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At the bottom of each post there is the word "comments". If you click on it you will see comments made by followers, and if you follow the instructions you may also comment and I always welcome that. I have found many people overlook this part of the blog which is often more interesting than the original post!

My blog nick-name is SIR HUGH. I'm not from the aristocracy - my middle name is Hugh which relates to the list of 282 hills in Scotland compiled by Sir Hugh Munro in 1891. I climbed my last one (Sgurr Mor) on 28th June 2009

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Thursday, 13 February 2020

Following the coast (6)

Wednesday 12th February 2020 - Cockerham to Knott End-on-Sea - 10 miles+

Looking at the map beforehand I anticipated quiet and not particularly interesting country lanes and a tad of disappointment at not being able to be nearer the sea without tramping down a main A road.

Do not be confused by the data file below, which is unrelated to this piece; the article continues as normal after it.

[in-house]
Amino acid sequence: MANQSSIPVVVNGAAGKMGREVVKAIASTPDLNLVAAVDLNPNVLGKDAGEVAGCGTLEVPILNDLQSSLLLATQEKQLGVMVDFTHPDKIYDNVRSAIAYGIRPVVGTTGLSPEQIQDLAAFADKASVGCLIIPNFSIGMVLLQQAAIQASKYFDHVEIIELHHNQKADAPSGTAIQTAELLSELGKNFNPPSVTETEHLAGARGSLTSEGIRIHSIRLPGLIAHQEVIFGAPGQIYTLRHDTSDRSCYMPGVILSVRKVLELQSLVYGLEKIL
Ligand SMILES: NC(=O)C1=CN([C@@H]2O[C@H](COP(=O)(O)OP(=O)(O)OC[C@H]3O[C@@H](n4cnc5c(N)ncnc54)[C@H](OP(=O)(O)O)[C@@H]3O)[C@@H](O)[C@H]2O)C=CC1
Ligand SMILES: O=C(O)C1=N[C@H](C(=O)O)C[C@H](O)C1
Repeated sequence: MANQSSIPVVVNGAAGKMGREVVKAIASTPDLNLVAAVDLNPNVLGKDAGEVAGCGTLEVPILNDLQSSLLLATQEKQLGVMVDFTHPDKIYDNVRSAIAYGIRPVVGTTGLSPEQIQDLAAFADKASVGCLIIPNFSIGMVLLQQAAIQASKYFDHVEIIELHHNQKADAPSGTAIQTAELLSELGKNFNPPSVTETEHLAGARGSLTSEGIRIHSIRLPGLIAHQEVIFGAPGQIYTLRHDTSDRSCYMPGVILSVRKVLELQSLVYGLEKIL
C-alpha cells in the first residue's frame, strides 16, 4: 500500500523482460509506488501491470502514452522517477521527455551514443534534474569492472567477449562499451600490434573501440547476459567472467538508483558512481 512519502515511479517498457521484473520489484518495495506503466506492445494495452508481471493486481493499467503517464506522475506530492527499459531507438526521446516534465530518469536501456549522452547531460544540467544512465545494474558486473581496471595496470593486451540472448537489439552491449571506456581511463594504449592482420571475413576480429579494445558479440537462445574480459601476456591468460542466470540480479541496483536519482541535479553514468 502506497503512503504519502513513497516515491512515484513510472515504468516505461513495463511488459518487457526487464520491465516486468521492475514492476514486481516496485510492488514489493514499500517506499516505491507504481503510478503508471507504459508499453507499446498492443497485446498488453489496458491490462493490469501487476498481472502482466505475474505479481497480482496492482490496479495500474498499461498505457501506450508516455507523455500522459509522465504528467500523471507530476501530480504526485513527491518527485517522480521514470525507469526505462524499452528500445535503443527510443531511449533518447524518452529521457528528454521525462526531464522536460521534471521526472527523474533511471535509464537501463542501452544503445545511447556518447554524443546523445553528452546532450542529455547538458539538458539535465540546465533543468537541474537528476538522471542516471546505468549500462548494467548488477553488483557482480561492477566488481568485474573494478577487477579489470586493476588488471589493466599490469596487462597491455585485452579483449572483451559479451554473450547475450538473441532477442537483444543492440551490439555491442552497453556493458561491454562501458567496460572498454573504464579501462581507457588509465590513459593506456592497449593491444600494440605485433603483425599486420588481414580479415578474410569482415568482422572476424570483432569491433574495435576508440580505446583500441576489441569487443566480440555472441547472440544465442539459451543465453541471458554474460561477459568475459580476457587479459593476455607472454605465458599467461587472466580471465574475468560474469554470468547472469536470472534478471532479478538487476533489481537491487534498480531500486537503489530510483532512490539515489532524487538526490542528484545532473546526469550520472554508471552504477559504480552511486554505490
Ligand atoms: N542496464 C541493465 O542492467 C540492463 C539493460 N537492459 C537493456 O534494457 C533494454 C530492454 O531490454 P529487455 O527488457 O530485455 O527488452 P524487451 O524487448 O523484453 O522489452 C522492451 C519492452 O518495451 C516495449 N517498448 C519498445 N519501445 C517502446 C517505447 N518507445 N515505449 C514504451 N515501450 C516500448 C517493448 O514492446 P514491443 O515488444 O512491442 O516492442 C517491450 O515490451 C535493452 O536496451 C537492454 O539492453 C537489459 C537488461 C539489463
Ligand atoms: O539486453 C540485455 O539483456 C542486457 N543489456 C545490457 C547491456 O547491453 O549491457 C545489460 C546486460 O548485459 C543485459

Diversification from traditional farming proved me wrong.

After a quick look at Cockerham church outside the village I followed a short stretch with a walk-way down the A588 then turned off down those lanes.

At recent visits to my friend "Gimmer" who comments here I have learned of his predilection for goat's milk. Well I was not far down the lane before I came accross The Cockerham Herd, a farm established for twenty years selling goat's meat. They have an interesting website which is worth a look and it is also quite persuasive about their product. I have no vested interest in this enterprise - I just found it notable and thought others may also. I will be interested to find what is served up for supper next time I visit Gimmer.



Sharon & Chris Peacock
 
info@goat-meat.co.uk
07962812528
or 07947026849

I hadn't gone much further before a lane branched off with a sign directing one to The Bay Flying Club - well one never knows when one may need a clandestine departure from the country.

Another mile further on and yet another new development by a five generations farming family:

Farm Yard Ales and a jolly website worth a look: